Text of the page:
By J. Taylor Rushing - 09/28/09 11:36 PM EDT
At the time, neither man had catapulted into leadership. Neither chaired a committee. Reid, who survived an attempt on his life as the Nevada gaming commissioner, was elected to the Senate in 1986 after serving two terms in the House.
But as The Hill was making its mark over the last 15 years, Reid and McConnell were employing similar strategies to reach the top positions in the Senate.
McConnell hit the leadership ranks first, becoming Ethics Committee chairman in 1995, National Republican Senatorial Committee (NRSC) chairman in 1998, Rules Committee chairman in 1999 and majority whip in 2003. After the GOP lost control of Congress in 2006, McConnell became minority leader in 2007. Kentucky has sent him back to the Senate with 55.5 percent of the vote in 1996, 64.7 percent in 2002 and 52.9 percent in 2008.
McConnell told The Hill he came to Washington without an initial thirst for leadership.
“Like most members, I had some ambition when I got here, but in ’94 Sen. [Bob] Dole [R-Kan.] was in charge, so there wasn’t an immediate opportunity,” McConnell said. “I don’t know when I developed the goal. But I don’t think I can tell you that 15 years ago I had decided I wanted to be the Republican leader.”
“McConnell looks ahead,” said Sen. Bob Bennett (R-Utah), one of McConnell’s closest advisers. “He lives by the maxim that you can never start too early. He wrapped up that job of whip by starting ahead of everyone else, and he became leader the same way — whenever anyone wanted to challenge him, they found out he already had the votes lined up.”
Told of Bennett’s comments, McConnell responded by quoting former Kentucky Gov. Happy Chandler (D): “You can start too late, but you can never start too early.”
Reid earned the minority whip job in 1999, then became majority whip in 2001 and was elected minority leader by his colleagues in 2005. After Democrats grabbed control of the chamber in 2006, Reid was named majority leader.
He survived a close contest with then-Rep. John Ensign (R-Nev.) to win reelection in 1998, but Nevadans gave him 61 percent of the vote in 2004. Republicans are targeting Reid in his reelection bid next year.
Friends and observers say Reid reached the top by being diligent — forging fruitful alliances, sensing opportunities and making careful choices.
Billy Vassiliadis, a longtime consultant and insider in Nevada politics who has known Reid for 25 years, has watched Reid’s rise from afar and said the majority leader never relied on any single tactic.
“He’s a consummate political jigsaw-puzzle guy — he’s always had an amazing capacity to see the pieces and know where they fit,” Vassiliadis said. “He builds relationships which may not make a ton of sense, but at some point they come together for his benefit. He’s always had a sense of what he needed to invest into those relationships, whether it was fundraising or political support. It obviously helped that he had a close relationship with Tom Daschle and Ted Kennedy. And he was one of the first to put an arm around the shoulder of a junior senator from Illinois named Barack Obama.”
McConnell used the same approach in GOP circles, said Sen. Richard Lugar of Indiana, who was chairman of the NRSC at the time of McConnell’s 1984 election.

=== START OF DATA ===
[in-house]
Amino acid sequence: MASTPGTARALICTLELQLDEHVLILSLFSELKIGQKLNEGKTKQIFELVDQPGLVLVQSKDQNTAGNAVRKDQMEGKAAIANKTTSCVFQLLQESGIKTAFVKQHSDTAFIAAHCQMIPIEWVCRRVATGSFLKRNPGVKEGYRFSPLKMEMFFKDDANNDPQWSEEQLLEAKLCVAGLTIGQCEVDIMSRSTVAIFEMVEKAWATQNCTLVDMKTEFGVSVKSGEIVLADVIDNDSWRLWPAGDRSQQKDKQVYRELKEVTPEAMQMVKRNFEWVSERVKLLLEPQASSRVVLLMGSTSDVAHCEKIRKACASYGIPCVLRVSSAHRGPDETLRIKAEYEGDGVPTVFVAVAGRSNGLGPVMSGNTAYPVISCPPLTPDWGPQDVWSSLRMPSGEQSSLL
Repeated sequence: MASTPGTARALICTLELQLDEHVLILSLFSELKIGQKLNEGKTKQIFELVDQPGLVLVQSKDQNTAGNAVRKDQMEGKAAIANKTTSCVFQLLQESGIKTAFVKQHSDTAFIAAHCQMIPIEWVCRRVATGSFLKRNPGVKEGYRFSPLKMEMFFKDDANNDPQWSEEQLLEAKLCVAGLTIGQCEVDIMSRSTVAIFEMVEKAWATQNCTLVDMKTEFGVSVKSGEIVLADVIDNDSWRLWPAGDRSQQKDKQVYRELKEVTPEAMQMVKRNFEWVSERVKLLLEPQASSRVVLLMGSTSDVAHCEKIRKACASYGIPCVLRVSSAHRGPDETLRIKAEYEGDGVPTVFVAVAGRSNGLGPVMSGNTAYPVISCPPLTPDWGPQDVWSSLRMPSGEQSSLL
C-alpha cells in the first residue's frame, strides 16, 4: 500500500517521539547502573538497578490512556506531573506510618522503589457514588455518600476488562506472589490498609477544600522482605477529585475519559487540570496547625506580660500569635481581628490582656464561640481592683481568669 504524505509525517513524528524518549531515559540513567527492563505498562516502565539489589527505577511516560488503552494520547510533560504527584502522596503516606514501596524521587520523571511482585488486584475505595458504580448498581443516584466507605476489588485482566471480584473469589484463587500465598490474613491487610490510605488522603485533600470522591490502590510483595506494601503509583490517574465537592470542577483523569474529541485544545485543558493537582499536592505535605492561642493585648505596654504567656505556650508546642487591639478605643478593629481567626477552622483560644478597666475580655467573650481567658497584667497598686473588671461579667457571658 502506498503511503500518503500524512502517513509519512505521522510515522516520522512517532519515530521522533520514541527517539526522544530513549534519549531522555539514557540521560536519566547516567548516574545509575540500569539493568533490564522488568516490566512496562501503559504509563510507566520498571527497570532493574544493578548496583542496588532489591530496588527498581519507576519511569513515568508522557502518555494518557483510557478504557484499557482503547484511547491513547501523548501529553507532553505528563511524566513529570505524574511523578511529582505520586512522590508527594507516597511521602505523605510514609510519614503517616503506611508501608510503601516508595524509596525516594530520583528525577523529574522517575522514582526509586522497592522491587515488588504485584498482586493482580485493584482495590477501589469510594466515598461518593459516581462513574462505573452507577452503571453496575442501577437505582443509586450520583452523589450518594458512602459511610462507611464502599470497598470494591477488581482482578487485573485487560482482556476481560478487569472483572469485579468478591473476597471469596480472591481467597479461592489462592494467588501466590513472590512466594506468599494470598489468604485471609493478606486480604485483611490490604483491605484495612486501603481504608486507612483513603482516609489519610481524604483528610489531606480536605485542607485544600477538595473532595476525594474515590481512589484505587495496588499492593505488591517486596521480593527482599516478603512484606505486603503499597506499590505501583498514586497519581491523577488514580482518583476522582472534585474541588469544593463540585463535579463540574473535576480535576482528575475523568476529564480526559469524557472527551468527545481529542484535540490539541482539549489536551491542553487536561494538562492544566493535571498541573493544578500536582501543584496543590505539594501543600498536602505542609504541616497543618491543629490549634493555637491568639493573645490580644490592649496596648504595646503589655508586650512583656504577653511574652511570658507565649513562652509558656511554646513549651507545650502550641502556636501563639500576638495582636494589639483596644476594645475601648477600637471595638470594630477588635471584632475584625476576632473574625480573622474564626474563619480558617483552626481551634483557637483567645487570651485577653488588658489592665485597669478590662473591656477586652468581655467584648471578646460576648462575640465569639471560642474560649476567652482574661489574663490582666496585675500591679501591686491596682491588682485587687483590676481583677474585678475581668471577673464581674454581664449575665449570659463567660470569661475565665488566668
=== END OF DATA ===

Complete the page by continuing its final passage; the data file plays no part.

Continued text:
“He had remarkable skills and a very soft manner, but he offered consistency and he developed people’s trust,” Lugar said. “He’s not a grandstander. He never wanted to upstage anyone in the process. Sometimes leaders are characterized by over-dramatic gestures, but McConnell has never needed to do that.”
Sen. Judd Gregg (R-N.H.), another of McConnell’s closest GOP friends, remembers a “tenaciousness” in his rise in Republican ranks. But McConnell also demonstrated a willingness to take on unpopular but necessary fights, Gregg said, such as bucking fellow Republican Sen. John McCain (Ariz.) on campaign finance reform.
Like Bennett, Gregg said McConnell wiped out the field of competitors for leadership early, being “very focused” on where he wanted to go.
“What people don’t appreciate is what a strategic thinker he is,” Gregg said. “He sees the big picture before it occurs.”
Simultaneously, Reid has been making inroads among Democrats for the past decade and a half by following the same tenets: Listen more than you speak; see the big picture; and pay attention to details — and people.
“There’s nothing unusual here,” said Sen. Joe Lieberman (I-Conn.), who survived calls for his ouster as a committee chairman. “It was hard work, reliability and trustworthiness.”
Many Democrats salute Reid’s boxing days, speculating that background helped their leader forge the identity he needed. Other senior Democrats, such as Sen. Dianne Feinstein of California, see a strategic purpose behind Reid’s rise.
“There’s two kinds of leaders: inside leaders and outside leaders. And Harry Reid is very much an inside leader,” Feinstein said. “This is a huge caucus, and there’s different sounds and different drummers and to get them to all harmonize together is difficult. And he’s as good as anyone I’ve seen in my time at doing that.”
Randi Thompson, a Nevada-based Republican political consultant, has known Reid since she first worked against him in a 1986 race. She said not even Republican President Ronald Reagan could successfully campaign against Reid in 1984, a result of the lawmaker’s few but vital charms.
“It’s not like he’s a sparkling personality. It’s not like he’s a handsome man. It’s not like he’s a great orator,” Thompson said. “It’s his behind-the-scenes political dealings. He’s able to raise money, spread it around, build support and build this political base. He’s come from behind several times. You just can’t underestimate him. On the East Coast he just looks so vulnerable. Out here we don’t know how we can beat him.”